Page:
Despite Allah Kuli Khan’s construction of the Tash Hauli Palace in the 1830′s which was followed by later residences, the Kunya Ark continued in use until the turn of the twentieth century.
Plan of Kunya Ark in Khiva.

1. Khan’s Court and Aywan (photo below). 2. City Walls. 3. Harem. 4. Main Gate (photo above).

The Kunya Ark foundations are the oldest surviving remains in Khiva dating back to the fifth century. Numerous cunstructions have since been added, such as the walls which were erected in the 1680′s under Arang Khan. Restoration of the building has started in the middle of the 20th century. Khan’s stables, arsenal and reception area have been discovered at the archeological dig. These interesting finds now on display in the winter mosque.
Khan’s Court

Constructed by Arang Khan in the 17th century, this fabulously tiled aywan was the courtroom or ‘Auz Hauli’ (literally ‘Voice Court’, see Kunya Ark plan 1) where the Khan dispensed justice to his subjects. In the 1830′s Allah Kuli Khan embarked on a lavish redecoration of the aywan and his strong inclination for exciting majolica tiles and contrasting ceiling colors also heavily influenced the decor in the Tosh Hauli Palace.

Today the courtroom of Kunya Ark is worth a visit for its ceiling alone which has been described as the most exquisite in Central Asia. This has been accurately restored and its warm shades contrast beautifully with the cold blues and turquoise of the surrounding majolica tiling.

Three doors of differing heights enter onto the aywan. The first was reserved solely for the Khan, the second was for the rich and wealthy and the third, smallest door was the entrance for the poor.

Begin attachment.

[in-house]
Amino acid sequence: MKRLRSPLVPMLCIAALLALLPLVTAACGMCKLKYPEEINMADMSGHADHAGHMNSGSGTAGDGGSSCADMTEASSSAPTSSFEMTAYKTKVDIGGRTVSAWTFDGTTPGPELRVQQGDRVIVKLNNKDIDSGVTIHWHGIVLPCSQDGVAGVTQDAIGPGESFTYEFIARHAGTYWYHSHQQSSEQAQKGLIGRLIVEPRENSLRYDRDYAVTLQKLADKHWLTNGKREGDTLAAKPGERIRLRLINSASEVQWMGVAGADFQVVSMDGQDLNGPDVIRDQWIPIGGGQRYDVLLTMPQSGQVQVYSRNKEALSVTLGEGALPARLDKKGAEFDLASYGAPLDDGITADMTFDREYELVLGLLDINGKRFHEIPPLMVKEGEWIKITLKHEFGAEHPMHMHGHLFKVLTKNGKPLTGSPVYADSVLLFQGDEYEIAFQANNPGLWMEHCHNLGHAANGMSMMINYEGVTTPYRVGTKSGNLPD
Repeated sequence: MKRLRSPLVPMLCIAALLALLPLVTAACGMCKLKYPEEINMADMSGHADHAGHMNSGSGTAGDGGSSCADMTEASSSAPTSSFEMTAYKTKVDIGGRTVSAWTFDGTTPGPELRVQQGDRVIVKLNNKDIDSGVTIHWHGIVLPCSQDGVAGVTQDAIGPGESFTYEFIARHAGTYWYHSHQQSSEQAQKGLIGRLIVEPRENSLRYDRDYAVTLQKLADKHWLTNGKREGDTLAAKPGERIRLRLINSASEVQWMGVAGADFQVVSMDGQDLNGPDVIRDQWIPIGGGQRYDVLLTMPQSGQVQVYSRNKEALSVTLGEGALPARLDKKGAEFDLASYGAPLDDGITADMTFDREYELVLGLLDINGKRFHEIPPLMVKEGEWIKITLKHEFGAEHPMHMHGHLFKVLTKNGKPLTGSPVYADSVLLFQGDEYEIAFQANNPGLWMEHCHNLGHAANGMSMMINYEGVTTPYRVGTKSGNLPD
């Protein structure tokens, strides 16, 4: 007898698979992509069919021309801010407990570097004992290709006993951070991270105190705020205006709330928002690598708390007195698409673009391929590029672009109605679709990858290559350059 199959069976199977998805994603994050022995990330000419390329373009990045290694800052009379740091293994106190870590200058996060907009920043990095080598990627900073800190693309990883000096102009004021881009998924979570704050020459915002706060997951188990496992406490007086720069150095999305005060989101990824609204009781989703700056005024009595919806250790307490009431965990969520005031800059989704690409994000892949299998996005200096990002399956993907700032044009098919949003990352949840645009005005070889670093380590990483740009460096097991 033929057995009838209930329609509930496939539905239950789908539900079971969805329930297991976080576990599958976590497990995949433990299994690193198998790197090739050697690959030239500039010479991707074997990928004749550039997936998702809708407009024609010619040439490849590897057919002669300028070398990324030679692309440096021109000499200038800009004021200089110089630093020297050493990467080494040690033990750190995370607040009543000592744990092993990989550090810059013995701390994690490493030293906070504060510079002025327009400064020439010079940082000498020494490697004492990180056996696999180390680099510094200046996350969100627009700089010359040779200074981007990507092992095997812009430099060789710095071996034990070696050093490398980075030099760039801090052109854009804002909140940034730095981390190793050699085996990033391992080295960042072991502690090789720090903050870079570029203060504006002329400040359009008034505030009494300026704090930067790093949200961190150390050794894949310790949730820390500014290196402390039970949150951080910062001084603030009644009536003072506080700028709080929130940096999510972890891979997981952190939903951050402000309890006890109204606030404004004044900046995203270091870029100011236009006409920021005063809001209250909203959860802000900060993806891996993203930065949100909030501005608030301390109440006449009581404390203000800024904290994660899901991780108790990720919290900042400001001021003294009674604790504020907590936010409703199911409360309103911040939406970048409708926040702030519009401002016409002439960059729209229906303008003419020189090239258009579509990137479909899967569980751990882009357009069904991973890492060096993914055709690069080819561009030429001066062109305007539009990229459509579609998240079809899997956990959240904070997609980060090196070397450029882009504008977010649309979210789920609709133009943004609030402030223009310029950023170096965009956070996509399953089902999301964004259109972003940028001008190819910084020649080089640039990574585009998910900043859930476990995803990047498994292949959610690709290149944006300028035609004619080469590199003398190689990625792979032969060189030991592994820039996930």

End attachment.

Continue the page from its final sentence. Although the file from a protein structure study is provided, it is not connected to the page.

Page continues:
The aywan of the Khan;s Court at the Kunya Ark in Khiva faces north and so provided a cool interior during the summer months while in winter the Khan would sit on the raised platform facing the aywan, ensconced in furs in his royal yurt. It was here that the Hungarian Vambery and the Russian Muraviev were granted an audience with the Khan who held court for four hours each day.

Safely secluded from prying eyes, the Khan’s beauties would while away their days within the glittering cage of the Kunya Ark harem. This was the main residence of the Khan’s female entourage until Allah Kuli Khan built the Tosh Hauli Palace in the 1830′s. However the successor Khan Mohammed Rakhim Khan II (Feruz Khan) preferred the Ark Harem to the Tosh Hauli and in the 1870′s had the Harem renovated and put to use again.

Without the spectacular tiles of the Tosh Hauli, the Ark harem contains a series of aywans with understated and tastefully decorated ceilings. While it’s not officially open to the public, nobody seems to mind the odd tourist wandering around. Ironically, with less attention paid to restoration and more focus on creating a productive garden, this harem seems much more akin to its original state then the manicured perfection of the tourist showpiece in the Tosh Hauli.

Check out more Places to Visit